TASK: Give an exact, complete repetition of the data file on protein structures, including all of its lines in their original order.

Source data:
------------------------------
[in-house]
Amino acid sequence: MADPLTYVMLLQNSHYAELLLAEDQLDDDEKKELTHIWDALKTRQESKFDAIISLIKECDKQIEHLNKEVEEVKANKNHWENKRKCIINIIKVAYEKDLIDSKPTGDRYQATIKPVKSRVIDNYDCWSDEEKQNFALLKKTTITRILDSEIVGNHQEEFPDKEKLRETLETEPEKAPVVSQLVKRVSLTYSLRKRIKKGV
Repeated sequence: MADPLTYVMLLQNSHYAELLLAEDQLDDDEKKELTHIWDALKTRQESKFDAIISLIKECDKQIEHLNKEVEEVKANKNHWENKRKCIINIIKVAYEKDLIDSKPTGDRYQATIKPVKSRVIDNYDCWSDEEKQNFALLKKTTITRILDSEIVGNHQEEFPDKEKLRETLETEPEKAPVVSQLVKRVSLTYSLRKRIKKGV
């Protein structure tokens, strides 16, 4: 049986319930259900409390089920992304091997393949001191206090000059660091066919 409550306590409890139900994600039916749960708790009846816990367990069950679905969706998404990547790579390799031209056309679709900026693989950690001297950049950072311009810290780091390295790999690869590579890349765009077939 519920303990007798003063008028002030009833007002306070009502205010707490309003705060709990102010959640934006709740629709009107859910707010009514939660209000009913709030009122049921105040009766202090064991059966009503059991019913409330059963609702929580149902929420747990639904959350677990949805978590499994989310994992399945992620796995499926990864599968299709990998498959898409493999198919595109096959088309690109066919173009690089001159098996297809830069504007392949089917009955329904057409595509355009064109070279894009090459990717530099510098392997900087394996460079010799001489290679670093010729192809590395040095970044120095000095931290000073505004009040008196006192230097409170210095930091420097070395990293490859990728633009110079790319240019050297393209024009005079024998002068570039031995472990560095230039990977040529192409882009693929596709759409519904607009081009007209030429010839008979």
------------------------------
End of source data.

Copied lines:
[in-house]
Amino acid sequence: MADPLTYVMLLQNSHYAELLLAEDQLDDDEKKELTHIWDALKTRQESKFDAIISLIKECDKQIEHLNKEVEEVKANKNHWENKRKCIINIIKVAYEKDLIDSKPTGDRYQATIKPVKSRVIDNYDCWSDEEKQNFALLKKTTITRILDSEIVGNHQEEFPDKEKLRETLETEPEKAPVVSQLVKRVSLTYSLRKRIKKGV
Repeated sequence: MADPLTYVMLLQNSHYAELLLAEDQLDDDEKKELTHIWDALKTRQESKFDAIISLIKECDKQIEHLNKEVEEVKANKNHWENKRKCIINIIKVAYEKDLIDSKPTGDRYQATIKPVKSRVIDNYDCWSDEEKQNFALLKKTTITRILDSEIVGNHQEEFPDKEKLRETLETEPEKAPVVSQLVKRVSLTYSLRKRIKKGV
């Protein structure tokens, strides 16, 4: 049986319930259900409390089920992304091997393949001191206090000059660091066919 409550306590409890139900994600039916749960708790009846816990367990069950679905969706998404990547790579390799031209056309679709900026693989950690001297950049950072311009810290780091390295790999690869590579890349765009077939 519920303990007798003063008028002030009833007002306070009502205010707490309003705060709990102010959640934006709740629709009107859910707010009514939660209000009913709030009122049921105040009766202090064991059966009503059991019913409330059963609702929580149902929420747990639904959350677990949805978590499994989310994992399945992620796995499926990864599968299709990998498959898409493999198919595109096959088309690109066919173009690089001159098996297809830069504007392949089917009955329904057409595509355009064109070279894009090459990717530099510098392997900087394996460079010799001489290679670093010729192809590395040095970044120095000095931290000073505004009040008196006192230097409170210095930091420097070395990293490859990728633009110079790319240019050297393209024009005079024998002068570039031995472990560095230039990977040529192409882009693929596709759409519904607009081009007209030429010839008979």